The University of Nottingham / ADAS Centre for Research in Agronomy, Boxworth, Cambridge, CB3 8NN, UK.e-mail: David.Stokes@Nottingham.ac.uk
About half the cost of growing oilseed rape in the UK is associated with establishment; a process which is prone to failure and consequently can lead to loss of revenue. This paper presents the progress towards improving establishment by examining the potential for improving seed quality. Following extensive studies of the seedbed environment, the obstacles that the seed and seedling have to overcome to produce a viable plant capable of contributing to yield have been identified. During examination of commercial lots of seed, we have found that there is scope to improve the quality of the seed to overcome some of these obstacles in the seedbed and hence reduce the risk of failure. Specifically, it was identified that there is considerable variation between seedlots in terms of speed and uniformity of germination as well as total germination under field temperatures. Advancement (seed priming) proved to be a valuable tool to synchronise and hasten germination. Selecting larger seed (>2mm diameter) improved emergence from depths greater than 3cm, compared to smaller seed. More importantly, there is mounting evidence that improvements in seed quality can be achieved directly through manipulation of the ripening environment on the mother crop. Seed produced from crops with more open canopies with a more uniform ripening environment germinated more rapidly and produced larger seedlings than seed produced from more dense canopies.
KEYWORDS: Oilseed rape, establishment, seed quality
About half the cost of growing oilseed rape in the UK is associated with establishment (McWilliam, 1998). Establishment is taken here to encompass the period from September to March during which there is great uncertainty about the outcome, especially for the 60% of the UK crop sown into heavy clay soils where cereal residues have been incorporated (McWilliam et al., 1995). Minimising the number of crops which have to be ‘patched’ or totally redrilled will bring major savings in labour, machinery, fuel and the use of additional fungicide and insecticide treated seed. Reducing patchiness not only minimises the need to manage the crop according to its most backward and poorest areas, thus enabling better precision but it also reduces costs directly: full crop cover presents less opportunity for weeds and pigeons, ripening is more uniform, thus there is reduced need for pre-harvest desiccants.
Our work to improve establishment began with detailed examinations of germination, emergence and seedling survival in a wide range of contrasting seedbeds created on heavy clay soils using various cultivation strategies to incorporate straw. The aim was to provide a better understanding of the influence of cultivation on the physical structure of the seedbed, and to examine the implications for seed and seedling performance. This work, reported previously (Scott et al., 1994; Bullard et al., 1996; McWilliam, 1998) has shown that better choice of cultivation based on the condition of the soil, can make small but important improvements in establishment across almost all soils.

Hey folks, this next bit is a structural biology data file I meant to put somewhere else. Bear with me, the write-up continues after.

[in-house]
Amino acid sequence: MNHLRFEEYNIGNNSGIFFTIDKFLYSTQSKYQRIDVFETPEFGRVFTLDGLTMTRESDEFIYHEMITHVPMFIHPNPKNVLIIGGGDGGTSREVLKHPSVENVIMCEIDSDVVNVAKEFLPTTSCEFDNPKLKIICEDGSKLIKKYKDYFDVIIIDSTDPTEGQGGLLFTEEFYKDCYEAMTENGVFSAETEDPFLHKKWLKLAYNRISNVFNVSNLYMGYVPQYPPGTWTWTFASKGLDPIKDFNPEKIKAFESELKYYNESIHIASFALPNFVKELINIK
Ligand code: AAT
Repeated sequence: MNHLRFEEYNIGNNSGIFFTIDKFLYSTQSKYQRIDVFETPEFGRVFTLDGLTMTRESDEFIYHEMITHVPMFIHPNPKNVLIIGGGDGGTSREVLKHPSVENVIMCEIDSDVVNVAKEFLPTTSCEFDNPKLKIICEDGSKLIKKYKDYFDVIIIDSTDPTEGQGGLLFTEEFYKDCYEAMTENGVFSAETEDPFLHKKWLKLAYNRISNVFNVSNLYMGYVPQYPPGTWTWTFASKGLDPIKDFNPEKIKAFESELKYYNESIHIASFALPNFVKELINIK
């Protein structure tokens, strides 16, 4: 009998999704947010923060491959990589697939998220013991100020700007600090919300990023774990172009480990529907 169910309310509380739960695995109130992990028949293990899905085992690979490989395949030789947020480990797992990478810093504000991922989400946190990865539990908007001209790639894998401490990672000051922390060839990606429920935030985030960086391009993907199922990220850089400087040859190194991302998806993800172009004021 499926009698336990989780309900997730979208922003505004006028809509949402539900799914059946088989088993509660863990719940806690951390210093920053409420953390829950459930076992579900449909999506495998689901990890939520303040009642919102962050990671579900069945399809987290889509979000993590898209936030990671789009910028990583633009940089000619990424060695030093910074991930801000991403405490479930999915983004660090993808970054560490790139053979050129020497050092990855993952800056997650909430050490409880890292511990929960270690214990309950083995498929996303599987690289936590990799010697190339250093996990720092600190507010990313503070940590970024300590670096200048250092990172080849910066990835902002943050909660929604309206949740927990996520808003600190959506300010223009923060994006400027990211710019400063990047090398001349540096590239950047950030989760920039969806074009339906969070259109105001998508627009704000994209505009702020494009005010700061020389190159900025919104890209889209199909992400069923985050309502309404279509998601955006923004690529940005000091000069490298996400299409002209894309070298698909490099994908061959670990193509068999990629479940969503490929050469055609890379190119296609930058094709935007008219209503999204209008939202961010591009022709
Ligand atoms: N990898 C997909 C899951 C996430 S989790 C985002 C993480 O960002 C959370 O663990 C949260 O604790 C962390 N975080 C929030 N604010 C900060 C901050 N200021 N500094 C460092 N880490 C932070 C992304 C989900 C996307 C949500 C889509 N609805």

The work, reported in full by McWilliam (1998), demonstrated that greater understanding of the establishment process can be achieved by analysing three key phases, namely germination, emergence and post emergence survival (Figure 1). In the majority of the experiments, the events which had the greatest impact on final establishment were those operating between germination and emergence. Furthermore, McWilliam (1998) also suggested that the quality of the seed itself can have a far greater impact on success or failure than was hitherto thought to be the case.
It appears that in most seedbeds, the difference between success and failure is very finely balanced. For example, as well as water potential stress resulting directly from dry soil, the size of the soil aggregates, presence of straw, osmotic stress from fertiliser N and depth of sowing can all affect water supply at the location of the seed /seedling. Desiccation of the seedling often caused failure and this is one of the major concerns for growers where water supply is marginal. In these conditions, rapid germination and fast growth of the young root is crucial if the seedling is to penetrate to moisture at depth, in advance of the soil’s drying front (Figure 2). In addition, rapid emergence results in earlier growth to a point where the seedling is better able to tolerate the stresses experienced later during growth. Our attention has therefore turned to examine the potential benefits which might be achieved from improving seed quality.
This next section reviews the evidence we have found to enable us to suggest that seed improvement is a worthwhile avenue for improving establishment. The work has been reported fully elsewhere (Stokes et al., 1997) and here, the more important findings are presented. The seed used in these experiments was taken from 16 lots sampled from batches sown in the autumn 1996 sourced from commercial farms and ADAS Research Centres and are therefore considered to be representative of the seed sown commercially.